Evolution and Function of the Genomic Landscape in the Human Brain




Fontenot, Miles Ray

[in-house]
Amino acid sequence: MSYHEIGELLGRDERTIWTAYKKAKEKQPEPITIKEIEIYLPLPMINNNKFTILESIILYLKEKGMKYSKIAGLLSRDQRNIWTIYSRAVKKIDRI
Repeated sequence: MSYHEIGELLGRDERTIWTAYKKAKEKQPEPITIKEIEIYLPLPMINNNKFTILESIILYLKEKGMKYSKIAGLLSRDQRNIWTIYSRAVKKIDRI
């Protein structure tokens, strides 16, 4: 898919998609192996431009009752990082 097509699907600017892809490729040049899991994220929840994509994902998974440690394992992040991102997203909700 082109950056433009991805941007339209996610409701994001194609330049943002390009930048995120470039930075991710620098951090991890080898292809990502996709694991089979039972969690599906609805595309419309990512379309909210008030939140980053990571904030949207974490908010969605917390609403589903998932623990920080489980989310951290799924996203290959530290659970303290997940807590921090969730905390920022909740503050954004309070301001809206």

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The molecular mechanisms underlying human brain evolution are not fully understood; however, previous work suggested that expression of the transcription factor CLOCK in the human cortex might be relevant to evolution of the human brain and human cognition and disease. In this dissertation, we investigated this novel transcriptional role for CLOCK in human neurons by performing chromatin-immunoprecipitation sequencing for endogenous CLOCK in adult neocortex and RNA-sequencing following CLOCK knockdown in differentiated human neurons in vitro. These data suggested that CLOCK regulates expression of genes involved in neuronal migration, and a functional assay showed that CLOCK knockdown increased neuronal migratory distance. Furthermore, dysregulation of CLOCK disrupts co-expressed networks of genes implicated in neuropsychiatric disorders, and the expression of these networks are driven by hub genes with human-specific patterns of expression. Thus, these data support a role for CLOCK-regulated transcriptional cascades involved in human brain evolution and function. We further created a humanized mouse model with increased neocortical expression of CLOCK to mimic the human pattern of expression, providing a novel system for in vivo mechanistic studies of CLOCK function. Finally, we have conducted preliminary gene expression analysis of the human epileptic brain compared to control tissue from donors without neuropsychiatric disease. These data will be correlated with in-patient recordings of neuronal activity to identify potential new avenues for investigation into epilepsy. In total, we have contributed a rich dataset of genomics dataset related to CLOCK function in human neurons, generated a novel humanized mouse model, and initiated an exciting study into the gene expression and function of the epileptic brain.

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